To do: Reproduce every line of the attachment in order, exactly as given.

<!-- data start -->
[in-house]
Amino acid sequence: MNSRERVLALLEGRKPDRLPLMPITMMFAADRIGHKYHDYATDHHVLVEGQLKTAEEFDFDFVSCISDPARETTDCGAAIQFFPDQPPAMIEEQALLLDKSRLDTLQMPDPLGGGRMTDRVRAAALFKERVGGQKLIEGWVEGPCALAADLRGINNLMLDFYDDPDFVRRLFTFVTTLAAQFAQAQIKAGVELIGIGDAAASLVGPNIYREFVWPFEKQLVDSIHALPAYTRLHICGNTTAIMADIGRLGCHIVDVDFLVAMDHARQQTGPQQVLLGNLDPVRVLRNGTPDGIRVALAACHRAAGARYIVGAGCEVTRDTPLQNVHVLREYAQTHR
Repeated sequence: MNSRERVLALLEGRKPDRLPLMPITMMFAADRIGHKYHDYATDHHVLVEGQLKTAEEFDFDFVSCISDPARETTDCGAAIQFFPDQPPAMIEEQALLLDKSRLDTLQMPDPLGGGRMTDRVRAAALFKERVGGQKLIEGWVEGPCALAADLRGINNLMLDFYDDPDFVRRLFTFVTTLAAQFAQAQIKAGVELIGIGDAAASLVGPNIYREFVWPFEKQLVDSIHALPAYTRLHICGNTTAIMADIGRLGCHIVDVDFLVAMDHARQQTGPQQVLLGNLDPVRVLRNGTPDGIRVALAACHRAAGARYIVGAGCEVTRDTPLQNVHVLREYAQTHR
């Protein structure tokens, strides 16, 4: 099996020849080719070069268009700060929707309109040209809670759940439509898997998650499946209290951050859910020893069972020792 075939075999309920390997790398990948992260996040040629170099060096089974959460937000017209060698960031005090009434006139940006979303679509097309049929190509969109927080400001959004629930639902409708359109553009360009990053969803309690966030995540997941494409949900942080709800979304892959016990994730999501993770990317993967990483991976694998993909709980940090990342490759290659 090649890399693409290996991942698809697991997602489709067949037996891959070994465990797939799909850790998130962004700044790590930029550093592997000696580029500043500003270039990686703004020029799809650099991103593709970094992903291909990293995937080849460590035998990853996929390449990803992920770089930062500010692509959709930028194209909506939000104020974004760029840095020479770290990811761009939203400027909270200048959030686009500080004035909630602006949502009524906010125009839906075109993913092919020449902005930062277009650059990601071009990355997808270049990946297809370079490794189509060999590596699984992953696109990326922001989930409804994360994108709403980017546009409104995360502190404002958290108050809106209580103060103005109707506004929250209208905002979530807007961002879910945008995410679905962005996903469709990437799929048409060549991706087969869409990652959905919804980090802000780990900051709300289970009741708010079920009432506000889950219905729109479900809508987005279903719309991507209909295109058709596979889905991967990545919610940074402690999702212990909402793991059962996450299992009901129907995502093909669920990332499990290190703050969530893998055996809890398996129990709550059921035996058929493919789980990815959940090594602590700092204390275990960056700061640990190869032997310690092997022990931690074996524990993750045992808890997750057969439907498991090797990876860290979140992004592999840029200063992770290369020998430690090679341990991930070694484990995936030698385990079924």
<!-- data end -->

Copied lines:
[in-house]
Amino acid sequence: MNSRERVLALLEGRKPDRLPLMPITMMFAADRIGHKYHDYATDHHVLVEGQLKTAEEFDFDFVSCISDPARETTDCGAAIQFFPDQPPAMIEEQALLLDKSRLDTLQMPDPLGGGRMTDRVRAAALFKERVGGQKLIEGWVEGPCALAADLRGINNLMLDFYDDPDFVRRLFTFVTTLAAQFAQAQIKAGVELIGIGDAAASLVGPNIYREFVWPFEKQLVDSIHALPAYTRLHICGNTTAIMADIGRLGCHIVDVDFLVAMDHARQQTGPQQVLLGNLDPVRVLRNGTPDGIRVALAACHRAAGARYIVGAGCEVTRDTPLQNVHVLREYAQTHR
Repeated sequence: MNSRERVLALLEGRKPDRLPLMPITMMFAADRIGHKYHDYATDHHVLVEGQLKTAEEFDFDFVSCISDPARETTDCGAAIQFFPDQPPAMIEEQALLLDKSRLDTLQMPDPLGGGRMTDRVRAAALFKERVGGQKLIEGWVEGPCALAADLRGINNLMLDFYDDPDFVRRLFTFVTTLAAQFAQAQIKAGVELIGIGDAAASLVGPNIYREFVWPFEKQLVDSIHALPAYTRLHICGNTTAIMADIGRLGCHIVDVDFLVAMDHARQQTGPQQVLLGNLDPVRVLRNGTPDGIRVALAACHRAAGARYIVGAGCEVTRDTPLQNVHVLREYAQTHR
């Protein structure tokens, strides 16, 4: 099996020849080719070069268009700060929707309109040209809670759940439509898997998650499946209290951050859910020893069972020792 075939075999309920390997790398990948992260996040040629170099060096089974959460937000017209060698960031005090009434006139940006979303679509097309049929190509969109927080400001959004629930639902409708359109553009360009990053969803309690966030995540997941494409949900942080709800979304892959016990994730999501993770990317993967990483991976694998993909709980940090990342490759290659 090649890399693409290996991942698809697991997602489709067949037996891959070994465990797939799909850790998130962004700044790590930029550093592997000696580029500043500003270039990686703004020029799809650099991103593709970094992903291909990293995937080849460590035998990853996929390449990803992920770089930062500010692509959709930028194209909506939000104020974004760029840095020479770290990811761009939203400027909270200048959030686009500080004035909630602006949502009524906010125009839906075109993913092919020449902005930062277009650059990601071009990355997808270049990946297809370079490794189509060999590596699984992953696109990326922001989930409804994360994108709403980017546009409104995360502190404002958290108050809106209580103060103005109707506004929250209208905002979530807007961002879910945008995410679905962005996903469709990437799929048409060549991706087969869409990652959905919804980090802000780990900051709300289970009741708010079920009432506000889950219905729109479900809508987005279903719309991507209909295109058709596979889905991967990545919610940074402690999702212990909402793991059962996450299992009901129907995502093909669920990332499990290190703050969530893998055996809890398996129990709550059921035996058929493919789980990815959940090594602590700092204390275990960056700061640990190869032997310690092997022990931690074996524990993750045992808890997750057969439907498991090797990876860290979140992004592999840029200063992770290369020998430690090679341990991930070694484990995936030698385990079924």